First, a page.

Once you get a couple Clients to hire you, you could use sick days and vacation time to work on those deals and once they close and you get your percentage of the sale QUIT and focus on that full time. There will never be a safe zone for you float into so if you wait on that you'll never make the leap. If it wren't for the fact that you have a family I'd tell you to quit NOW and sleep in your car if you need to in order to get things going but that's not an option.
Keep in mind also that a lot of successful Businesses are successful because they have people who operate everything for them.... you don't see the owners toiling over every little detail of the Business.. that's what they hire YOU for. So even though you work a full 40 hour week that doesn't mean the Business can't still run. As I mentioned you can find interns, once you start getting responses, try to find people with real estate experience who are willing to work on a commission basis so they can meet with people.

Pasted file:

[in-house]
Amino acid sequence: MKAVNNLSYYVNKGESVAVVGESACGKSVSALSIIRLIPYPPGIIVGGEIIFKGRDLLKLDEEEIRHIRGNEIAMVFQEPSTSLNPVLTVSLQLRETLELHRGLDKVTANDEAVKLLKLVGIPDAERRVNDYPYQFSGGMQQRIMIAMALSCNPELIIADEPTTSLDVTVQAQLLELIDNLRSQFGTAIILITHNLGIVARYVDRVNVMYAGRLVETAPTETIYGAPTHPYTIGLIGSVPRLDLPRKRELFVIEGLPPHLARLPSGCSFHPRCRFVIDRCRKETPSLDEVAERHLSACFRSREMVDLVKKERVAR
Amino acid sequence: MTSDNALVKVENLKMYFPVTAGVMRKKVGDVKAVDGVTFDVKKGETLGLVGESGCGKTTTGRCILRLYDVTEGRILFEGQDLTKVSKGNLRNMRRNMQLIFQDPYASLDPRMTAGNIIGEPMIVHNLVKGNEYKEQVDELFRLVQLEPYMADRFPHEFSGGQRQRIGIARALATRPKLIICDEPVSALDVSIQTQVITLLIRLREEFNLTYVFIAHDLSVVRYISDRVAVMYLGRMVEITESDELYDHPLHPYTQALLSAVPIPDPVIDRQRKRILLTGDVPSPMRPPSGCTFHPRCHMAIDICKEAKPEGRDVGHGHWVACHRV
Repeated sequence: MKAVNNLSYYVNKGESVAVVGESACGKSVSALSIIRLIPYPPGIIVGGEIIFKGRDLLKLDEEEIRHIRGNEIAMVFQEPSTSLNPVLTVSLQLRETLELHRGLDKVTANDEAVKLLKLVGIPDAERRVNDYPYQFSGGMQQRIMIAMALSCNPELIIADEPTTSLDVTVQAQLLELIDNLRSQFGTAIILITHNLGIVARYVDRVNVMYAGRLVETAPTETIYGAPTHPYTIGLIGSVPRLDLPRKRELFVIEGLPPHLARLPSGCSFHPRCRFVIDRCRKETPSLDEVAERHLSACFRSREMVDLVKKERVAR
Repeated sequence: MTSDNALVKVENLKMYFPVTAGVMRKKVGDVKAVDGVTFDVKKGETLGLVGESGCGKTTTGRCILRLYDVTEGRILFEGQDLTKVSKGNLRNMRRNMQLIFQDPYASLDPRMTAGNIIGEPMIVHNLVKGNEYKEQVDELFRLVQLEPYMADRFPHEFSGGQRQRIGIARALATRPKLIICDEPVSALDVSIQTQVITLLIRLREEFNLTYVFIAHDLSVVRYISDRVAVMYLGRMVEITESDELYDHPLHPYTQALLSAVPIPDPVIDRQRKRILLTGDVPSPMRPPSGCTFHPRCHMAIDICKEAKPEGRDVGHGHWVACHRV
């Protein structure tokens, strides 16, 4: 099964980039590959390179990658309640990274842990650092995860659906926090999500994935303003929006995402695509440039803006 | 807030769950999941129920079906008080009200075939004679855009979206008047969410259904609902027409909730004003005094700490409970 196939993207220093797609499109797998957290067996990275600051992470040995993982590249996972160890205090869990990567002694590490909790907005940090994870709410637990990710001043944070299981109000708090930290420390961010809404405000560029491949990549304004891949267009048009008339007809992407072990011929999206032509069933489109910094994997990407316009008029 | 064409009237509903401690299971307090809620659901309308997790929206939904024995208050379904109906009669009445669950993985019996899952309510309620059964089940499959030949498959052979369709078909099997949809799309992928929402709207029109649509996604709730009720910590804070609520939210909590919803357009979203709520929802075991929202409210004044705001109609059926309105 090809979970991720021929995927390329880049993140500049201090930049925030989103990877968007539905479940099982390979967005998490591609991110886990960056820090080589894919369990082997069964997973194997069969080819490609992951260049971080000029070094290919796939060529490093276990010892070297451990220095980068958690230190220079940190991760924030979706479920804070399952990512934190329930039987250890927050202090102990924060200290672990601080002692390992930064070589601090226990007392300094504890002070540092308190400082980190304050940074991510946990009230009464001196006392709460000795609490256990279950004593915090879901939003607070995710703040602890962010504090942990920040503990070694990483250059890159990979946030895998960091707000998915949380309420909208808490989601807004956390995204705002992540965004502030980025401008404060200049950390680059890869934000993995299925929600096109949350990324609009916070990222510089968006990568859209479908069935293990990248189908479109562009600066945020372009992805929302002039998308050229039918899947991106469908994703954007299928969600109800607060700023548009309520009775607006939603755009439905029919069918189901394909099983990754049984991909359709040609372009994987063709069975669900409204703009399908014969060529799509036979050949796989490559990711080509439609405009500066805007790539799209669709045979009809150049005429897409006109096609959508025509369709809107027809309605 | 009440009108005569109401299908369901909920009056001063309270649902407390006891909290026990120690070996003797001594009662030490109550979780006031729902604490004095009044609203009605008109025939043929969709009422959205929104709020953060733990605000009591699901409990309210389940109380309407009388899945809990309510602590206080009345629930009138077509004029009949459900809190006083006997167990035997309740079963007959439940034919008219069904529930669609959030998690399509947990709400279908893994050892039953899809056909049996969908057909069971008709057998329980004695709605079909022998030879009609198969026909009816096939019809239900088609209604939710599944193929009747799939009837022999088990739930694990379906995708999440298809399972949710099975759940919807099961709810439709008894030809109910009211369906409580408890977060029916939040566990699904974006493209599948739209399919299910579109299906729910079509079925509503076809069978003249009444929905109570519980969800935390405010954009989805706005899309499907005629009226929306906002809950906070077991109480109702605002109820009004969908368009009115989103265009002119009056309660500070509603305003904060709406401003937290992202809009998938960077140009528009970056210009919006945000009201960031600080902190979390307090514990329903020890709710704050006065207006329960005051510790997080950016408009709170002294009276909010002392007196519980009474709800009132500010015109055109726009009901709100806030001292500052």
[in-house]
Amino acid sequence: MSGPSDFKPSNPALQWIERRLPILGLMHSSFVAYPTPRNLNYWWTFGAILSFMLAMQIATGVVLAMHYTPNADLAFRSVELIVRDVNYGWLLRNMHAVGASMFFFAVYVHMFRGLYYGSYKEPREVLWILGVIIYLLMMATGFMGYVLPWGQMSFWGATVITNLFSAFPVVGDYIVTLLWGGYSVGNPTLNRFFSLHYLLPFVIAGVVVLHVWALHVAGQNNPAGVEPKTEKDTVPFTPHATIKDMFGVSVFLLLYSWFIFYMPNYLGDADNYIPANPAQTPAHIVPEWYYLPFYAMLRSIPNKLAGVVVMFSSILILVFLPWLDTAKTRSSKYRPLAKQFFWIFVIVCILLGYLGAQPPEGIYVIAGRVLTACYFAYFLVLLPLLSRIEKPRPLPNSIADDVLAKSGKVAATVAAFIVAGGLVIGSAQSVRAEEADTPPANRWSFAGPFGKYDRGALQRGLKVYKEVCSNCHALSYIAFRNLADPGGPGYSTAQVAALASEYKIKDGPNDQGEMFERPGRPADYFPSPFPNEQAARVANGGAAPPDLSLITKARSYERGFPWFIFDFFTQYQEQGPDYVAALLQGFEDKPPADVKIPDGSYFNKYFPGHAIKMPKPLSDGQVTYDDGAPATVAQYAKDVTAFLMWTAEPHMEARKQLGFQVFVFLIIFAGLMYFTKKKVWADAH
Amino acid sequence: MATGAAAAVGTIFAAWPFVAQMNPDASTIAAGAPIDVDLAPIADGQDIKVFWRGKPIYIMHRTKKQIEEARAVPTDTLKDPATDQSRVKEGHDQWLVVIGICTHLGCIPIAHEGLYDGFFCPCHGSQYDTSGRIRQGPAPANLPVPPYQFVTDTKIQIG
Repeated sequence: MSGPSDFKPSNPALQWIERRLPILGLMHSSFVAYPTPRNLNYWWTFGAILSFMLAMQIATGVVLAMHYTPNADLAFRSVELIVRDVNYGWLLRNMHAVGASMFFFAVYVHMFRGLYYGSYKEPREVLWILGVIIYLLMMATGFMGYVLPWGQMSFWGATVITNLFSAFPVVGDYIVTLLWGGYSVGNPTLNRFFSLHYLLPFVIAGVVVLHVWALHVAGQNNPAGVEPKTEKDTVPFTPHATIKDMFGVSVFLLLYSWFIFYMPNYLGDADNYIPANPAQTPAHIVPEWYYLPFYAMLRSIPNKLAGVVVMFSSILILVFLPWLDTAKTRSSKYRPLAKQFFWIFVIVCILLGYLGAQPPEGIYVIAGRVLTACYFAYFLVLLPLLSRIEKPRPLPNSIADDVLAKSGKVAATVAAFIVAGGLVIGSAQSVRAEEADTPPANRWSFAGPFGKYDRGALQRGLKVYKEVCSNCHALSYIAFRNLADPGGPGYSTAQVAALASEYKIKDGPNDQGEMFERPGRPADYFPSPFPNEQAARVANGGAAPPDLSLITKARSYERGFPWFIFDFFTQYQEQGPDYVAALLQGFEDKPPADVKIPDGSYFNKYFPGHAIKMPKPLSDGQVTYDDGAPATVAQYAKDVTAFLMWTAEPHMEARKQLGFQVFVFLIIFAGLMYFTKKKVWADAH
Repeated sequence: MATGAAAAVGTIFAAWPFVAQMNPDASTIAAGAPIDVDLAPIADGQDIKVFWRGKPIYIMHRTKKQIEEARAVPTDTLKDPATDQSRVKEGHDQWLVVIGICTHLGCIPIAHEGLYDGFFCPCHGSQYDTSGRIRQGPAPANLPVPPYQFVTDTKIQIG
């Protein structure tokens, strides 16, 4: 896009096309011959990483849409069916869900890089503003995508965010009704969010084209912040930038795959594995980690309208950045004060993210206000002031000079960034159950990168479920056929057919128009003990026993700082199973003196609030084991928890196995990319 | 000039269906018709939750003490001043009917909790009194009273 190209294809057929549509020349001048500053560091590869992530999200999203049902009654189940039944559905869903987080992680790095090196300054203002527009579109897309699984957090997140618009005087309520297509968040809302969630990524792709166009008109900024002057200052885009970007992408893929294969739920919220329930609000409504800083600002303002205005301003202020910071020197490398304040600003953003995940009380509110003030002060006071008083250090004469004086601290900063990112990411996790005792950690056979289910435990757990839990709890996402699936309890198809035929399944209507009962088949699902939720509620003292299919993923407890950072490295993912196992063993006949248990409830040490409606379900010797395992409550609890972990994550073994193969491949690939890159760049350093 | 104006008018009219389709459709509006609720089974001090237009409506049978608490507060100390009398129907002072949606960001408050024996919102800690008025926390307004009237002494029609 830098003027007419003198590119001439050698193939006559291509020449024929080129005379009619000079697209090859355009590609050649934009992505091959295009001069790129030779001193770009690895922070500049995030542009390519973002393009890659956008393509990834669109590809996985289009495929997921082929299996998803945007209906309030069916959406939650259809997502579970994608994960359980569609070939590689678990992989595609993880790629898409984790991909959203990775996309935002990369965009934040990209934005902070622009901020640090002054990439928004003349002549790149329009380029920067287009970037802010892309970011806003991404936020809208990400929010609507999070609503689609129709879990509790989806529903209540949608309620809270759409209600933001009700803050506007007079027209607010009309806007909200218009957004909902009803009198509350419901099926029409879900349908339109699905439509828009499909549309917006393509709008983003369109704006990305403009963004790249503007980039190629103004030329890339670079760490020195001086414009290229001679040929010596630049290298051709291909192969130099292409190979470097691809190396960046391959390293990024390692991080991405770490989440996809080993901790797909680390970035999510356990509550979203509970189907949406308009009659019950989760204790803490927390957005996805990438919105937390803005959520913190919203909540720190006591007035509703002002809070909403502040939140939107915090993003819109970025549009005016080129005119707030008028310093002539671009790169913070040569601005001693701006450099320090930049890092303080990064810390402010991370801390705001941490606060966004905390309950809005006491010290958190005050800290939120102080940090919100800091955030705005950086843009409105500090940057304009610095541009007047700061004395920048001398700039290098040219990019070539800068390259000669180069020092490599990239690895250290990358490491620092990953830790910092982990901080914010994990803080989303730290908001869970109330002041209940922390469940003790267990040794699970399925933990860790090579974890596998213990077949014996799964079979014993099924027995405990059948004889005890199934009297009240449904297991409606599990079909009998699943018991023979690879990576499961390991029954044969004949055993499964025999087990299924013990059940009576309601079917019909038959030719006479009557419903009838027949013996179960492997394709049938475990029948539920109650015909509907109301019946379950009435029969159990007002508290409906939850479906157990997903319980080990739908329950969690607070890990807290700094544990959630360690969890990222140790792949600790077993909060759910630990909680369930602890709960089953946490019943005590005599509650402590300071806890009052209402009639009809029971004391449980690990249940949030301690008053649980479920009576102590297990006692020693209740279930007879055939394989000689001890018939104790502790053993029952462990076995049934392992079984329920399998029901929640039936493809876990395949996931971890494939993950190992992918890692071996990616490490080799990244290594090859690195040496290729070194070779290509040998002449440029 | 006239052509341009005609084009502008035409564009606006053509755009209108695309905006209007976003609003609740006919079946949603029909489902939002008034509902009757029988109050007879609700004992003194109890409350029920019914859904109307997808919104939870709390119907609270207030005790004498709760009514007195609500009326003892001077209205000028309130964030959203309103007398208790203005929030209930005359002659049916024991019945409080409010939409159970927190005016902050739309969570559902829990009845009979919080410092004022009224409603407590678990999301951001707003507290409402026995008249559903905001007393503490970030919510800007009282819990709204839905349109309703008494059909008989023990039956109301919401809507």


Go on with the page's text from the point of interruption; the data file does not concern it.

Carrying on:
I don't know exactly what you're focusing on in terms of selling or buying so I really don't know what more to say than this, if you can provide more details about your Business, who you're targeting and tell more about your circumstances I'd be glad to help strategise something.
I'm not a religious guy but the bible had it right that "No man can be slave to two masters." You can't have a career and a business but you can have a job and a hobby. When you see it that way you realize there are different goals and expectations and different rewards. If you are trying to build one to leave the other that's a strategy question. You may need to find a 30 hour office job, sacrifice the salary in search of a foothold in a new profession. Also, don't try to solve problems you don't yet have and most important don't make your life plan from chunks of well meaning advice. You have a big life direction decision to make about what you want, what are your priorities and then what is your roadmap to that success. There is never enough time to do all we wish we could do but there is time to execute a well thought out plan built from the desires of your heart and head and the reality of the clock and calendar.